The direction of the X-axis is entered as the direction of the tenon’s nose axis. The axis X, which is equal to the axis of the nose, creates the angle ϕ with the x-axis and generally the entire tenon is rotated by an angle ψ around the x-axis.

A detailed description of the properties of transformation matrices can be found, for example, in [3].

> restart; with(LinearAlgebra): with(plots): #Maple Start+Libraries

> R_z:=Matrix([[cos(phi),sin(phi),0],

      [sin(phi),cos(phi),0],[0,0,1]]): #R_z - Rotation around z

> R_x:=Matrix([[1,0,0],[0,cos(psi),sin(psi)],

     [0,-sin(psi),cos(psi)]]):]]): #R_x - Rotation around x

> R_xz:=R_x.R_z;

R _ xz cos φ sin φ 0 cos ψ sin φ cos ψ cos φ sin ψ sin ψ sin φ sin ψ cos φ cos ψ E1

> X:=convert(R_xz.<1,0,0>,list);

X cos φ cos ψ sin φ sin ψ sin φ . E2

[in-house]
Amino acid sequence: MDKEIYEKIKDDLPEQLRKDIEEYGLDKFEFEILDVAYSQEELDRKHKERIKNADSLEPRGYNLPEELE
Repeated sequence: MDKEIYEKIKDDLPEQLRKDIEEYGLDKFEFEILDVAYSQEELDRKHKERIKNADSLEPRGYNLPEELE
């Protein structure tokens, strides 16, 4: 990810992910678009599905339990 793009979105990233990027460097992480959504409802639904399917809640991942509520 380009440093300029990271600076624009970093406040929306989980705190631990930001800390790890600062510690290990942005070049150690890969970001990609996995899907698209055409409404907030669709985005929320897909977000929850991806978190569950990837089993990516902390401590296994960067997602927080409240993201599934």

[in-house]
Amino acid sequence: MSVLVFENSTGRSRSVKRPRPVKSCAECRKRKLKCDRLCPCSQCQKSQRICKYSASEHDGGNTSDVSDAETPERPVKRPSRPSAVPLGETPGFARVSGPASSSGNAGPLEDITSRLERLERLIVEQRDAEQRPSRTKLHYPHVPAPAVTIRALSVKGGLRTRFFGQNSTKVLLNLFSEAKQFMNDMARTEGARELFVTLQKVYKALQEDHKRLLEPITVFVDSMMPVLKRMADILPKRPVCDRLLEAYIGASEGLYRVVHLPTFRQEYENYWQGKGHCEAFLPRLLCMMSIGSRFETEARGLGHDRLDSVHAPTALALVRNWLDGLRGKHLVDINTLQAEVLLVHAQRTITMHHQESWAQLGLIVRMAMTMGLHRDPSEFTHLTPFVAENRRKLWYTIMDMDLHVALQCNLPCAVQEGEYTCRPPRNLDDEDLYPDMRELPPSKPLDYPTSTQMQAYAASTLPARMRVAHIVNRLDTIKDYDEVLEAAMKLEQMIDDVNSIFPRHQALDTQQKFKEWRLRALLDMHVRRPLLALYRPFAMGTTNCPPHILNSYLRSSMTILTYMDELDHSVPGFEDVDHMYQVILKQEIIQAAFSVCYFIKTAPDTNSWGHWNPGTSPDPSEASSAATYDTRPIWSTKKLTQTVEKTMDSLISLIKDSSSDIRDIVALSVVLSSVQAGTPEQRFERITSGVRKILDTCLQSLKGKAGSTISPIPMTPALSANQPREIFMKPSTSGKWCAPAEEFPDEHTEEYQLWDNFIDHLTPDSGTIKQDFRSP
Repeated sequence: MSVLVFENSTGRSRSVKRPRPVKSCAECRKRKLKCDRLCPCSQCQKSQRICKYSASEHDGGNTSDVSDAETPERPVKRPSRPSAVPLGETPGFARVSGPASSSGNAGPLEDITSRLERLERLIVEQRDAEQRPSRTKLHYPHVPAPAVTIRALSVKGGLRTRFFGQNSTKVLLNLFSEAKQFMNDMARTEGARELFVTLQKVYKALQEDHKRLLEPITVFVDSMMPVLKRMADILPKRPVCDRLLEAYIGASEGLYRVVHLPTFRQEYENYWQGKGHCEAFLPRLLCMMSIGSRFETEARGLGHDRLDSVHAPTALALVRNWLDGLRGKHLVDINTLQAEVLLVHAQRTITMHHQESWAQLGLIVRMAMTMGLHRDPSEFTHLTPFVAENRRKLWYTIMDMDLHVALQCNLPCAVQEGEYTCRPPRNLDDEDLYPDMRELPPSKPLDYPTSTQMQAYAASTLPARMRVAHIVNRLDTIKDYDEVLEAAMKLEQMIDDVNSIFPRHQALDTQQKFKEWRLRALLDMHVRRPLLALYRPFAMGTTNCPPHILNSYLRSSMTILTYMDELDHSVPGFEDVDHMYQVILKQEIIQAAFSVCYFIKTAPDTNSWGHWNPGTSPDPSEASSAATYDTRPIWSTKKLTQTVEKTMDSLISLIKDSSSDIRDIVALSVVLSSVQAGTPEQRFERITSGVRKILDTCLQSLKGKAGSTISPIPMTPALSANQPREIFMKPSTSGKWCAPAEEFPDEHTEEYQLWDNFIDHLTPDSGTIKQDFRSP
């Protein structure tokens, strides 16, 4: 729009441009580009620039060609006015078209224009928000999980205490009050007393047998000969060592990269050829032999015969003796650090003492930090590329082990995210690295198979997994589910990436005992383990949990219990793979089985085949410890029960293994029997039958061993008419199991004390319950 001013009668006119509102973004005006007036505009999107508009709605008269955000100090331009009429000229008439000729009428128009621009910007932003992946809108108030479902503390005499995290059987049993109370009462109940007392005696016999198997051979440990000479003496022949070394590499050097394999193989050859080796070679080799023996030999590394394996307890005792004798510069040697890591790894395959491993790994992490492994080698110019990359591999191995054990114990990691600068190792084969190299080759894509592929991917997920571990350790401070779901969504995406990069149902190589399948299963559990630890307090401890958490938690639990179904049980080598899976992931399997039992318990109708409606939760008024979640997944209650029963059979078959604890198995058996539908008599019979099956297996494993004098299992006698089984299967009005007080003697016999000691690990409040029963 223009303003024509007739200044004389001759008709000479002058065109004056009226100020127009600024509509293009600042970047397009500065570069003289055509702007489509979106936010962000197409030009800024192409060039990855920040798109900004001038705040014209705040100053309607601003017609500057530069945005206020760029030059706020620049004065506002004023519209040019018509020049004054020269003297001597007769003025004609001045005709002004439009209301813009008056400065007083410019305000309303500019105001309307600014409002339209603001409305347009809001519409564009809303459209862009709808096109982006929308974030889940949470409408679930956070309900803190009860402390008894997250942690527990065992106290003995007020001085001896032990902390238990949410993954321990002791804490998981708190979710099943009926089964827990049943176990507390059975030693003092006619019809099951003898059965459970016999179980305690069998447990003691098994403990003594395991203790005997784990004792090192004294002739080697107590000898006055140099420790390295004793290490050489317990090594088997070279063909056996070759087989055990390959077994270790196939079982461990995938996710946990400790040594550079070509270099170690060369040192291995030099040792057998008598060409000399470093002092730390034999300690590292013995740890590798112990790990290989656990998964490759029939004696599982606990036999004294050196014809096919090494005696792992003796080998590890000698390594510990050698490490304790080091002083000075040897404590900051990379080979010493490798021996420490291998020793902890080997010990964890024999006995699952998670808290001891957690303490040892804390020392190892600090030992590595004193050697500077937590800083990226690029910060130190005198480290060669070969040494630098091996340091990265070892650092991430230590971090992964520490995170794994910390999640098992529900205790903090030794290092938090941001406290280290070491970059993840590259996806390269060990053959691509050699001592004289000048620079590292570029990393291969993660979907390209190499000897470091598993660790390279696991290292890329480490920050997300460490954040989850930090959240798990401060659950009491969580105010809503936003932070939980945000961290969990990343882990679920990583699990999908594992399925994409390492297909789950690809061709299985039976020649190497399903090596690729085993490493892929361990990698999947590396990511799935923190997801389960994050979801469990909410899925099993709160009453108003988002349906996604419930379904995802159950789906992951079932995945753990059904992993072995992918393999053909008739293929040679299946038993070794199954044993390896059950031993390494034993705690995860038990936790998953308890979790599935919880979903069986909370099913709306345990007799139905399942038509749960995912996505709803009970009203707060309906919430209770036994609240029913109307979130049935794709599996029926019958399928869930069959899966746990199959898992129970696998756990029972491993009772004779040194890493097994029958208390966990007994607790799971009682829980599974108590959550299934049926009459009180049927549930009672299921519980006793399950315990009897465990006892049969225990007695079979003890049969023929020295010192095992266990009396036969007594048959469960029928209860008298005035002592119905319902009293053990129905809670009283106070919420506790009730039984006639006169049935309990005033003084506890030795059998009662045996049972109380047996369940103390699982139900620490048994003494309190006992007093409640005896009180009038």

Equation (2) specifies the direction of the nose axis, thus X-axis vector in the coordinates [x, y, z]. Coordinates Y are calculated easily. We know that |Y| = 1 and Yz must always be equal to 0 and that X and Y must be perpendicular to each other, i.e., X·Y = 0, the scalar product X and Y must be equal to 0. Therefore, we choose the vector coordinates Y = [Yx, Yy, 0] and Yx and Yy are calculated from the following equations:

> Y:=[Yx,Yy,0];

> E1:=add(w,w=zip((u,v)->u*v,X,Y)); E2:=Yx^2+Yy^2=1;

> simplify(allvalues(solve({E1,E2},{Yx,Yy}))[2],symbolic);

> Y:=subs(%,Y);

Y cos ψ sin φ cos ψ 2 cos ψ 2 cos φ 2 + cos ϕ 2 cos φ cos ψ 2 cos ψ 2 cos φ 2 + cos ϕ 2 0 . E3

Equations E1 and E2 have two solutions. In order for the XYZ system to be oriented counterclockwise, a second solution has to be chosen. Coordinates Z are calculated from the conditions X·Z = 0, Y·Z = 0, and |Z| = 1.

> Z:=[Zx,Zy,Zz];

> E1:=add(w,w=zip((u,v)->u*v,X,Z));

> E2:=add(w,w=zip((u,v)->u*v,Z,Y)); E3:=Zx^2+Zy^2+Zz^2=1;